- Company jettisons its price-driven growth model for a volume-based growth model
- Slashes prices by as much as 25% on a 210-litre oil drum
- Oil drum/loose oil market contributes to about 40% of Chevron’s volumes
Chevron Lubricants Lanka PLC (LLUB) has abandoned its strategy of defending the product prices amid losing market share and is shifting gears towards increasing its volumes, absorbing the imminent hit on the margins.
Chevron’s sales have been languishing for four quarters in a row as the low-cost operators such as Lanka IOC PLC and Laugfs PLC have slowly been eating into Chevron’s market share.
During the three months to September 2017, sales at Chevron fell by 12 percent to Rs.2.85 billion over the same period last year.
This is the fourth consecutive quarter where the company’s performance was affected by lower disposable incomes and unfavourable weather conditions, which resulted in a drop in demand for vehicle services.
In this backdrop, the company jettisoned its price-driven growth model in August for a volume-based growth model as the market leader realized it’s no longer viable to hang on to higher prices at the expense of market share.
Chevron leads Sri Lanka’s lube market with a share of 45.29 percent (2016), which has been coming down from over 50 percent a few years ago, while its closest competitor Lanka IOC upped its market share to 16.4 percent from 12.59 percent in 2014.
Laugfs Lubricants also had little over 5.0 percent market share in the 64,585 kL volume market, which grew by 11.4 percent year-on-year (YoY) to Rs.26.11 billion.
Feeling the heat, Chevron Lanka slashed its prices by as much as 25 percent on a 210-litre oil drum (the loose oil segment) from Rs.85,000 to Rs.65,000, setting the prices almost on par with the IOC and Laugfs lubricants, Bartleet Religare Securities (BRS) said in a brief research noted.
“Oil drum/loose oil market contributes to about 40 percent of LLUB’s volumes and the recent loss of volumes in this segment resulted in LLUB’s market share dwindling year after year. The new prices would be maintained going forward and the company is seeing surge in demand from this segment,” said the stockbroking firm.
The company is already seeing the results after the price reduction as there has been a surge in demand after the price revision. On a quarter-on-quarter (QoQ) basis, sales in the September quarter rose 23 percent YoY with the recovery of flood-related losses and partly due to the price reductions made in August.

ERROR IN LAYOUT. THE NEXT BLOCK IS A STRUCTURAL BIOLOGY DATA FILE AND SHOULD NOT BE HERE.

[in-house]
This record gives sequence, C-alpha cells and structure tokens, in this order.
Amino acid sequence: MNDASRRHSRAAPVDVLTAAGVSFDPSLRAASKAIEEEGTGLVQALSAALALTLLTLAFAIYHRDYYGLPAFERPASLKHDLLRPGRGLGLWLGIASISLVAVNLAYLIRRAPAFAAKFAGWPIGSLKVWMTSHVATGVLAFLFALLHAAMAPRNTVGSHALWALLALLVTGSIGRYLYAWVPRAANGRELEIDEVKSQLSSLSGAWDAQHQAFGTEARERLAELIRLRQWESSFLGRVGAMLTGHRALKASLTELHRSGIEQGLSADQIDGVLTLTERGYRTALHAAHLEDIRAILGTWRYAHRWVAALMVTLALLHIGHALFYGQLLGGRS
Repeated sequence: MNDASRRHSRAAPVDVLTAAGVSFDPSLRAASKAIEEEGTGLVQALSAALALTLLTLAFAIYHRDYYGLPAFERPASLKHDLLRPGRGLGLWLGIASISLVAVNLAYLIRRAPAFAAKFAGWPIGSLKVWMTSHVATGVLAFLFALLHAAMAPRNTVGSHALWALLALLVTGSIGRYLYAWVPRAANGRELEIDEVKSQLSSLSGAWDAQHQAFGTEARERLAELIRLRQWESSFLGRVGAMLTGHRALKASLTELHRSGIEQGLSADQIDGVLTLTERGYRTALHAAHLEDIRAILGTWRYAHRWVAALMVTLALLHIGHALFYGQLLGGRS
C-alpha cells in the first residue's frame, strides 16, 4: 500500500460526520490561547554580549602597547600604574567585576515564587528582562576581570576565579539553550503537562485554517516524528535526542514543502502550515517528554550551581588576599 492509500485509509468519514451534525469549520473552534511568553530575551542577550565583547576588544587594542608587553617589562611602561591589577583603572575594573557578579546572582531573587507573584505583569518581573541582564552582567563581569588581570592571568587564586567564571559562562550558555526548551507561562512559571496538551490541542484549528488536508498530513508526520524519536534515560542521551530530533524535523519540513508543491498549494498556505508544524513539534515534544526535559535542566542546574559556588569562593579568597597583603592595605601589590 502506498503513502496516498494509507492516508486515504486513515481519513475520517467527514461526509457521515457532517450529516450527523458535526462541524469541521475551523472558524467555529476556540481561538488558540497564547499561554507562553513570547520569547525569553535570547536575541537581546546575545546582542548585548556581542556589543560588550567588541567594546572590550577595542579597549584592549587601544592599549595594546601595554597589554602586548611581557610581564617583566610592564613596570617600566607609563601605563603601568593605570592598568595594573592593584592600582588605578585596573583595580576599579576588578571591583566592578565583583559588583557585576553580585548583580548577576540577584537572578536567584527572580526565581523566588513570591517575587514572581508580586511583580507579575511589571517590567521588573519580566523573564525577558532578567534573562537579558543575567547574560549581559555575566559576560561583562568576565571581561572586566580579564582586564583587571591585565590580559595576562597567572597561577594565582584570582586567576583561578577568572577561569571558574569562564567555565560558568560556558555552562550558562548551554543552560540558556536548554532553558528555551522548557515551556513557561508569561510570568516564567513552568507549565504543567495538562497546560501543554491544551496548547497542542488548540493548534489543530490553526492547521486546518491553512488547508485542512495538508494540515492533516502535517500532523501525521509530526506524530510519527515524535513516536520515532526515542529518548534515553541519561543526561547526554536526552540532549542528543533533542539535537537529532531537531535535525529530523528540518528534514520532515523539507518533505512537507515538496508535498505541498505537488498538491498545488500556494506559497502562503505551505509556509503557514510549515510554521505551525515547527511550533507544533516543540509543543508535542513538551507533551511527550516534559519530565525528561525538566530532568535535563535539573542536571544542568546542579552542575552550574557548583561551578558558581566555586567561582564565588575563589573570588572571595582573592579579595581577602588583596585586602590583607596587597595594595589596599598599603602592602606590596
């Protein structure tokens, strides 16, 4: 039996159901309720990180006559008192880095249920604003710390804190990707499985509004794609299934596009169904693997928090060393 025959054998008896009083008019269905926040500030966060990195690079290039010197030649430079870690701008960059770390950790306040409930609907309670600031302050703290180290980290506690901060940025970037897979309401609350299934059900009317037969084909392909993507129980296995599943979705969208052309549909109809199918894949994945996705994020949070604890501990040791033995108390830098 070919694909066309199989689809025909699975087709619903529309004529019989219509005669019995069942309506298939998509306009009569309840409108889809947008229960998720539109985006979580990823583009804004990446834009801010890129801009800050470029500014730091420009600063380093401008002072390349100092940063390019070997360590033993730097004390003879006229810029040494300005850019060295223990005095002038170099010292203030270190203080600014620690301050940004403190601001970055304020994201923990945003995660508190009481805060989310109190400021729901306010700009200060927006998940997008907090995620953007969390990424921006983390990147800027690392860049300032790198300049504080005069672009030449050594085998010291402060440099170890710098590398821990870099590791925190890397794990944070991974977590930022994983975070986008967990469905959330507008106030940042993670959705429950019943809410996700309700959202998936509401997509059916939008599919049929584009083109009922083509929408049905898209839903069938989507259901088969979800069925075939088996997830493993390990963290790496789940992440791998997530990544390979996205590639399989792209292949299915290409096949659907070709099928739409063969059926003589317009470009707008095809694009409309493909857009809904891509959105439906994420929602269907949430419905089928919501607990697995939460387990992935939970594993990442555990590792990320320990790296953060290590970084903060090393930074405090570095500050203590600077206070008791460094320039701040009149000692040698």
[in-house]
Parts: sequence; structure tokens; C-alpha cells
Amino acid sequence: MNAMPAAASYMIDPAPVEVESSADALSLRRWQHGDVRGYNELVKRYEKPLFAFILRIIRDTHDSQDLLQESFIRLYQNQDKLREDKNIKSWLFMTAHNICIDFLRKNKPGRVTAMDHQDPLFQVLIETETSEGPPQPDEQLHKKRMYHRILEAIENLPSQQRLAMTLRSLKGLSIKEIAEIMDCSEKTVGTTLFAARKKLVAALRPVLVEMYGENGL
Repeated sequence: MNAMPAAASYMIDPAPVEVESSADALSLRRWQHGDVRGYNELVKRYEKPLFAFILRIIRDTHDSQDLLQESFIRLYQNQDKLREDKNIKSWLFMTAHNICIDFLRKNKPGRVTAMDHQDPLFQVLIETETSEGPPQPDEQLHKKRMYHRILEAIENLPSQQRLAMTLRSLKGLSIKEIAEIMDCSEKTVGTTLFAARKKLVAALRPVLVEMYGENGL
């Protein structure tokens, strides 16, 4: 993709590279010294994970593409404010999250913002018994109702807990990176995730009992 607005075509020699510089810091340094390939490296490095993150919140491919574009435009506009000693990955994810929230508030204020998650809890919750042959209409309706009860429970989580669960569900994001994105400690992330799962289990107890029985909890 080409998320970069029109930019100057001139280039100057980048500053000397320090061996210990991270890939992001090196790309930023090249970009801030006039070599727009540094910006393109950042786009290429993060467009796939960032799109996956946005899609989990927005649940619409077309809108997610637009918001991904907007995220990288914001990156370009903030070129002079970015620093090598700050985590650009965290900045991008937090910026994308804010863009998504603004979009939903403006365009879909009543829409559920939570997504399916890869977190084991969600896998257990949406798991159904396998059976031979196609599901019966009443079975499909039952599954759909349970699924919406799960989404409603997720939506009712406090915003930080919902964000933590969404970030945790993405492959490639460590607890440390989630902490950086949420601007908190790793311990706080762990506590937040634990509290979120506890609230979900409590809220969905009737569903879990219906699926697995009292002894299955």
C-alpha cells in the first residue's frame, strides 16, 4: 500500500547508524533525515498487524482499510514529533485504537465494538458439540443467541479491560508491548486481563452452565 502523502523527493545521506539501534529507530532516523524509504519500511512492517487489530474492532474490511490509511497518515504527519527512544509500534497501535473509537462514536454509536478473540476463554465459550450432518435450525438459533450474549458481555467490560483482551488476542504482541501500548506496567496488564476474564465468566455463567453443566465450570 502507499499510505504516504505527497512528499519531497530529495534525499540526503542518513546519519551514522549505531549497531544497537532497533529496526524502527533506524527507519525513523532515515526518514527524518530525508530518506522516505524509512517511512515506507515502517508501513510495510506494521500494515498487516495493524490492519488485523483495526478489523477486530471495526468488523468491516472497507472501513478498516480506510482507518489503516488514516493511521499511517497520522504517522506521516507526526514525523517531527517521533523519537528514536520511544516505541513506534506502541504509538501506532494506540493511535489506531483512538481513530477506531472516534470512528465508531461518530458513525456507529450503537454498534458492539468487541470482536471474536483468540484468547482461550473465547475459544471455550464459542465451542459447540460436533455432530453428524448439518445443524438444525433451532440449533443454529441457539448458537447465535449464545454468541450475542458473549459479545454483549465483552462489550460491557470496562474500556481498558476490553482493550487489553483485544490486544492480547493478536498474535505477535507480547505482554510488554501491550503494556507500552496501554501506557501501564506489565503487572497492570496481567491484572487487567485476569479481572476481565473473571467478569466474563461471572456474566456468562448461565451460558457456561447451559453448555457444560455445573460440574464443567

Chevron has long been conducting a consumer awareness campaign to educate the customers on product adulteration and benefits of using branded oil over loose oil.
But BRS said the company appears to have fallen victim to its own communication campaign as it cut sales of Chevron’s own loose oil.
The analysts at BRS forecasts that Chevron Lanka’s profits would not recover until 2019 as the margins come under pressure due to the reduction in the average selling price.
But they remain comfortable on the performance as they welcome a more sustainable level of margins backed by a healthy volume growth.
BRS forecasts a gross profit margin of 37 percent for the next three years for the company, against 44 percent recorded in the past three years.
“We expect a profit after tax of Rs.563 million for 4Q FY 18E (a drop both QoQ and YoY), due to the impact from the drop in margins due to lower average selling price. We expect FY 2018E also to be a testing period and expect profits to start recovering from FY 2019E,” the analysts said giving a ‘buy’ rating on the Chevron stock.
BRS gave a valuation of Rs.136 for the Chevron Lanka stock in three years over its current trading value of Rs.119.
For the nine months ended in September, the lube blender and distributor posted revenue of Rs.8.25 billion, down by 10 percent YoY and a net profit of Rs.2.0 billion or Rs.8.35 a share, down from Rs.11.62 a share a year earlier.